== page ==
This past week, MakeMusic released an update to the SmartMusic iPad app. They are working hard to make the iPad app as functional as possible with the limitations of the iPad and iOS. The limitations will continue to decrease as new versions of iOS are released along with new hardware; but there are limitations they have to deal with.
The updated app allows students to do assignments on the iPad, unless you are using a self-created SmartMusic file or a sight-reading exercise. MakeMusic is planning on including these features in the future. The app also allows for “pinning.” With the iPad app, this gives a SmartMusic practice room subscription much greater flexibility than in the past.
I would remind all music educators that MakeMusic is a company–now privately owned–that is in the business of making money. Even though music education is at the heart of everything they do, they still need to be profitable! This means that when they develop software, such as the iPad app, their first goal has to be to meet the needs of their existing customer base. For SmartMusic on the iPad, that meant adding assignments for band and orchestra students–particularly for methods books at this time of year. Teachers such as myself and my blogging colleague Brandt Schneider, who use SmartMusic for choral music, are exceptions to the rule. MakeMusic has made it clear that our use of SmartMusic on the iPad will be addressed in the near future in this post by SmartMusic Senior Product Manager, Michael Williamson.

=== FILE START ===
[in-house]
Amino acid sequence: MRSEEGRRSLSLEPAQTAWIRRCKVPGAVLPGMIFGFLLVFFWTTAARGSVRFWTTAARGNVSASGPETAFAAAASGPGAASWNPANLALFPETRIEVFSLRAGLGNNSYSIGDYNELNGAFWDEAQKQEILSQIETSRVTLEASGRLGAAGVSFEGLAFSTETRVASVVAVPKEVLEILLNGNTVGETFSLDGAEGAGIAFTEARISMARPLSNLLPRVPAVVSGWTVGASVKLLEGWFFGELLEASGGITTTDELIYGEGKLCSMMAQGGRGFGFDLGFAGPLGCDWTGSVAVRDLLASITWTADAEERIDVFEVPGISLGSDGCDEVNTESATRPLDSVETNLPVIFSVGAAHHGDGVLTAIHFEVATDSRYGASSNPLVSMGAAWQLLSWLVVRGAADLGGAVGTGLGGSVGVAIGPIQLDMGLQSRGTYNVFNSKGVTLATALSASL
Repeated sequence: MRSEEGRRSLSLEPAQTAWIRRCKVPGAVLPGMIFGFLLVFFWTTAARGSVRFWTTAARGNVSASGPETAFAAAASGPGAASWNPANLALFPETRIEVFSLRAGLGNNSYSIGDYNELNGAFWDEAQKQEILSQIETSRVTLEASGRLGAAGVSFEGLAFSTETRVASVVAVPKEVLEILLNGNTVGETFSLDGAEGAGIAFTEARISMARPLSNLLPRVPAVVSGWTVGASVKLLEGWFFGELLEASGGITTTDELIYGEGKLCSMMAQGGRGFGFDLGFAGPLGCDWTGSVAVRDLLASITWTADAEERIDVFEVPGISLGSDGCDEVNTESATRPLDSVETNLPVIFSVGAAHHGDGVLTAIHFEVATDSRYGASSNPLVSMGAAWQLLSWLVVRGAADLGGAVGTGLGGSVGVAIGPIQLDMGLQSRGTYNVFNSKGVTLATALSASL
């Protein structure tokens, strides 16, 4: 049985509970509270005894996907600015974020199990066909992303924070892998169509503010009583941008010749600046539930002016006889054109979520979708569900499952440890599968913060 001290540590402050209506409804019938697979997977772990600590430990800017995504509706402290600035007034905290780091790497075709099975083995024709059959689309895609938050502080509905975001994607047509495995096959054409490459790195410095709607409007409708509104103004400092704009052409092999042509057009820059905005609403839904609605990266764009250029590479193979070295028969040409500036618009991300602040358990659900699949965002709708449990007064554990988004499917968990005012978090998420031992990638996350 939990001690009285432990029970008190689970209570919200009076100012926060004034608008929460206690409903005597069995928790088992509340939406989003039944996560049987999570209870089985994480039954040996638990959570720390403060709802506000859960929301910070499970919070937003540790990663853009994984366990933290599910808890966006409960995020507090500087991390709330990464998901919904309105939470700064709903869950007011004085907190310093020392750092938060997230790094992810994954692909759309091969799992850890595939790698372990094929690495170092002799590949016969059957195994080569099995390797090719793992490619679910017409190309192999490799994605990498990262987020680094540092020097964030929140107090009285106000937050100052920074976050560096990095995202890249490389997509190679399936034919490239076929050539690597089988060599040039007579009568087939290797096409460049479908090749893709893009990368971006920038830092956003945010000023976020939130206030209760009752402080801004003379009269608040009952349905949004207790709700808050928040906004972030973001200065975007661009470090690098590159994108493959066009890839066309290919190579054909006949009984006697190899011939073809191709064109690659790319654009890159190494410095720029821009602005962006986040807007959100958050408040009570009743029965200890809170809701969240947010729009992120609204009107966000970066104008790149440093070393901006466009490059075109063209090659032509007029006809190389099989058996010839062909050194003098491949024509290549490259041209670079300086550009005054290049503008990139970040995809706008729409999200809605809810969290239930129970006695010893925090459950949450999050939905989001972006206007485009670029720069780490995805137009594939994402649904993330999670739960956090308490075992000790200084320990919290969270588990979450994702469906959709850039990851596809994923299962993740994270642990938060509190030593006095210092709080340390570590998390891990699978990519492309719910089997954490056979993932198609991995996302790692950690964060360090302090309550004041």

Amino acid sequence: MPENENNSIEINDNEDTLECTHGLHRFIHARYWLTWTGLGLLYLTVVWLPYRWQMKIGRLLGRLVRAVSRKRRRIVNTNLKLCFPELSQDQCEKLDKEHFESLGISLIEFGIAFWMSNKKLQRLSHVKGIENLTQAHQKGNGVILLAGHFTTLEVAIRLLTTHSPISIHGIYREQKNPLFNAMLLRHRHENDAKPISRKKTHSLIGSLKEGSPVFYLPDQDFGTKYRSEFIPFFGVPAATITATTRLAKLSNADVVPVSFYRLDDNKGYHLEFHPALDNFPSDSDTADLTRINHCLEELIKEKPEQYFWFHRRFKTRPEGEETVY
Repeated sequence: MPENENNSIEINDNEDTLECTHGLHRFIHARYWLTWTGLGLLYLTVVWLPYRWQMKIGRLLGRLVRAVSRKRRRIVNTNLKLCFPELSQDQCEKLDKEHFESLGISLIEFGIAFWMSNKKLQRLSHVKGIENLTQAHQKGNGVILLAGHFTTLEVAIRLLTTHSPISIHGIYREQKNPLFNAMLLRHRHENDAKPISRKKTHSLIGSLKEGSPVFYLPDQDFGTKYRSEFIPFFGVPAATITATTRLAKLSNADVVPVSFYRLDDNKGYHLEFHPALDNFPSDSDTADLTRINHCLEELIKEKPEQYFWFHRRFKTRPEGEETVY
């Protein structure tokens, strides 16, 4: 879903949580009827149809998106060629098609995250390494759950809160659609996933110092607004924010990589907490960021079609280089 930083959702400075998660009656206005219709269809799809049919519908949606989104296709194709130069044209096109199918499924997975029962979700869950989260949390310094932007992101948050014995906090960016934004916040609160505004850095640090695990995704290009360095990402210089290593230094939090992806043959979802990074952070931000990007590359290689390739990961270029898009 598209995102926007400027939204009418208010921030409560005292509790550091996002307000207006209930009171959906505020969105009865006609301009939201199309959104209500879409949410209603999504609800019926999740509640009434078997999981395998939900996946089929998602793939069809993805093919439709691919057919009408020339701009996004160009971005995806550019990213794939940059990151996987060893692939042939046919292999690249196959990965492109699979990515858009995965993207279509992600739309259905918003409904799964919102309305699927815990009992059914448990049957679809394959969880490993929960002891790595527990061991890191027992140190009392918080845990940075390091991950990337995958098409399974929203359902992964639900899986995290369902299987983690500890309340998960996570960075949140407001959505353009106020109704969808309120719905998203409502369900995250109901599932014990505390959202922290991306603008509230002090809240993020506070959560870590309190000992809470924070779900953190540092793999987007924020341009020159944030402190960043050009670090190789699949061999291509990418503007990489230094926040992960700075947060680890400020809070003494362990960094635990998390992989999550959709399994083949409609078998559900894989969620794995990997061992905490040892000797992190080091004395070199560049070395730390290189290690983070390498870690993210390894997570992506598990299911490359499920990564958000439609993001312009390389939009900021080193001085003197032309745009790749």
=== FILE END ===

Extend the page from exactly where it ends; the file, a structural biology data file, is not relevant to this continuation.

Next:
I'd like to point out that when MakeMusic has said that they would do something, they have always followed through–and in the cases where they have stated a date–usually in terms of seasons–they have produced results.
Also–don't forget that MakeMusic is simultaneously working on many products; a new version of SmartMusic with a whole new subscription model and rubric grading options came out two weeks ago; the iPad app was upgraded this past week, there is a team of people continually adding new literature to SmartMusic (a tedious but fascinating process as they link real audio recordings to the literature), and Music in Motion (the music novelty store) published Finale 2014 in its new catalog before its release, which means that Finale 2014 is imminent, too (admittedly, after a year without a Finale upgrade, I had forgotten about this). And there are likely a number of other projects which are under development for the future.